4. “I don’t think someone should be penalized for enhancing their show as they go along as they learn more or come up with better ideas.”

    Obviously I wouldn’t have an issue with enhancing the show, but it is my opinion that they aren’t enhancing the show. They are milking it for all it is worth. To me, when a writer and director revisit material and try to make it better they almost always screw it up. And that may be the theme as to why I don’t like sequels or television.

    Regarding Mad Men, it is just a small complaint about a great show. If they want to remind viewers of important details from long ago then they should start each season with a montage of clips. But starting every show with a series of reminders is just not giving the viewers enough credit.

    As for Lost and Friday Night Lights, I don’t watch these shows so I can’t really have a discussion about them. But you say everyone who doesn’t enjoy the shows and how they are made needs to shut up? Seems a little harsh… Anywho, I mostly threw FNL in the mix because I heard an interview with Jason Katims and he had no idea where the story was heading and he seemed to be clinging to the two lead actors. But if you say they are doing a good job of sending off characters, then I’ll take your word for it.

    If I invest time in any Television show I will eventually start enjoying it. It doesn’t matter if it is the Kardashians or the WNBA, eventually I will see value in the program’s patterns and nuances. You must be familiar with the television program to truly enjoy it. But with movies, there is no prior time investment. A movie has to win you over without the benefit of a set viewer-ship.

    You definitely helped illuminate a problem that I have with television shows’ ambiguous final seasons. How could they create a comprehensive storyline or a character arc without knowing when the show will end? I can think of plenty of shows with a compelling storyline that were probably undermined for this very reason. I am on board with your ‘secret to television success.’ So, now it’s your job to let me know when a show successfully negotiates its end date, years in advance. Because who knows? It could actually be good.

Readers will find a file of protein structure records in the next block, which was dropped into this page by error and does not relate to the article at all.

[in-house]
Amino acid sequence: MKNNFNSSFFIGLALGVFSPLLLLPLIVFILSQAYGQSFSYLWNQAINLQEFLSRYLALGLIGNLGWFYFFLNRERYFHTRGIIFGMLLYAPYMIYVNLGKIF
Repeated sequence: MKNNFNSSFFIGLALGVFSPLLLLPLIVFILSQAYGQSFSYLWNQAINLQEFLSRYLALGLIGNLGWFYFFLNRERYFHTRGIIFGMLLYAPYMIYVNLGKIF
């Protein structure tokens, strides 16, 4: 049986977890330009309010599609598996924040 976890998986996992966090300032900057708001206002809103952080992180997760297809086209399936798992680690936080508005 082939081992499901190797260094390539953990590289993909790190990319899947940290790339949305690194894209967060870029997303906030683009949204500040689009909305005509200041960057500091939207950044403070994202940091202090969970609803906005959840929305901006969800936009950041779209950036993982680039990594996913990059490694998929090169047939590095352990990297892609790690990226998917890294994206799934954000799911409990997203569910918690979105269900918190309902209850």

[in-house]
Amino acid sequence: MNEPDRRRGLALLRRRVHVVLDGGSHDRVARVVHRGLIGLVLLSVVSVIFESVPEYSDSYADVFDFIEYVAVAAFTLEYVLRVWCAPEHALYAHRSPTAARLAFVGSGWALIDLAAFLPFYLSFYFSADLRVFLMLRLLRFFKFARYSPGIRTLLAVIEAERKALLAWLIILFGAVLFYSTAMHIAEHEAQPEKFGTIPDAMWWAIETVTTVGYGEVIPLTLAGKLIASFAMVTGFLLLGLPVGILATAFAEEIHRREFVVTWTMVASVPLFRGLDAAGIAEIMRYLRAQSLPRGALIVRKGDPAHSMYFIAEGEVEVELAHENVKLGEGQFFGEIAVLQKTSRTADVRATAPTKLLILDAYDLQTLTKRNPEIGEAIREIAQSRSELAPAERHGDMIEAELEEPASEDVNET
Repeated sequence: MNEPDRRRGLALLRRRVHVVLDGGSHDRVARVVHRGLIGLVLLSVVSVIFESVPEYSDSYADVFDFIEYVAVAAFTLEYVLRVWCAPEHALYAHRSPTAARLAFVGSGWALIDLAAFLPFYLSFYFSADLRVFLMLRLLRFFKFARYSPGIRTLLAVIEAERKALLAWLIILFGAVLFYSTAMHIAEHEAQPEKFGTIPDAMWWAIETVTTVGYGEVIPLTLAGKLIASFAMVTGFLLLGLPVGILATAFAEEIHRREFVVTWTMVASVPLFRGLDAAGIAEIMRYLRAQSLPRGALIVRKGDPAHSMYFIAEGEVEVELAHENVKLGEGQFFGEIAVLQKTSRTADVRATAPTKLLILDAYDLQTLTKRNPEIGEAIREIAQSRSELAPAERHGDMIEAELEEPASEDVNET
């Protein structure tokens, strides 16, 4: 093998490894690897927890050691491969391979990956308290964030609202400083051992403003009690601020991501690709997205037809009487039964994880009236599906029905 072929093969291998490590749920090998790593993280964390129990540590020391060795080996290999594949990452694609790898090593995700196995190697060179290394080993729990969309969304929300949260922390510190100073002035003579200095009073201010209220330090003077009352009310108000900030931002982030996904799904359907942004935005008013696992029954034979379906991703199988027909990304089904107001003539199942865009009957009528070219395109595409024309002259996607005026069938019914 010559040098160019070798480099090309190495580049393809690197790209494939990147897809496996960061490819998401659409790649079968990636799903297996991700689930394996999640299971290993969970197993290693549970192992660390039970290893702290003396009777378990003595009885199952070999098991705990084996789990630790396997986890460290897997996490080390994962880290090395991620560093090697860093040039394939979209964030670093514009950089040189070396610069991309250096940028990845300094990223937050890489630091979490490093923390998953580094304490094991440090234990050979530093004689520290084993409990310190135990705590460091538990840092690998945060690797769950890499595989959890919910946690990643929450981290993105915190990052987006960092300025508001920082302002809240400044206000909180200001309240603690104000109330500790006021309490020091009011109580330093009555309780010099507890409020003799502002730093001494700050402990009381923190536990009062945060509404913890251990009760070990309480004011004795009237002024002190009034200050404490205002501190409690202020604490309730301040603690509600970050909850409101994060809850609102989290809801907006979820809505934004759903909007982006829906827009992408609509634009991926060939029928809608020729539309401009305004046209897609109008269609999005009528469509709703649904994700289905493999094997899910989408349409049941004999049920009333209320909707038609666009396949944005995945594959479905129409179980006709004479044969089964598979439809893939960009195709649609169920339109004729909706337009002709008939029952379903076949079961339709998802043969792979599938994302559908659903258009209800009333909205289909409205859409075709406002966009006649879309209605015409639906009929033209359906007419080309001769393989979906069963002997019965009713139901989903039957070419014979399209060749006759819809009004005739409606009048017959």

Sequels:
    Spiderman 2 – It’s preview was much better than the film. Unfortunately the film was filled with groan worthy lines and scenes, but most importantly the antagonist was much weaker in its sequel.

    Spiderman 3 – Are you kidding? Wasn’t this the one with a ½ hour of Peter Parker ‘acting cool’?

    Star Wars Episode III – It was a tough task to try and bridge the new Star Wars films with the classic trilogy. Although some interesting dark themes were explored, there were again too many groans for me to enjoy the film. There was just too much of what I hate about George Lucas and not enough of his old magic. But let me ask you: which do you prefer Episode III or Return of the Jedi?

    Teenage Mutant Ninja Turtles 2 – This film removed all the intelligent humor and themes that the first film featured. Instead we were given gimmicks and annoying punch lines for and hour and a half. I did love it in 1991 though.

    Toy Story 2 – I haven’t watched it, but I have listened to the movie while driving to Florida. I think I will enjoy the film when I eventually watch it, but it didn’t seem like anything too interesting was being introduced to the franchise.

    Harry Potter – They all run together in my mind, and it is safe for me to say that I enjoyed the first more than any of the others. We were introduced to a well imagined and interesting world, I don’t think the series has been able to match that since. I also enjoyed it back when Malfoy was an actual threat.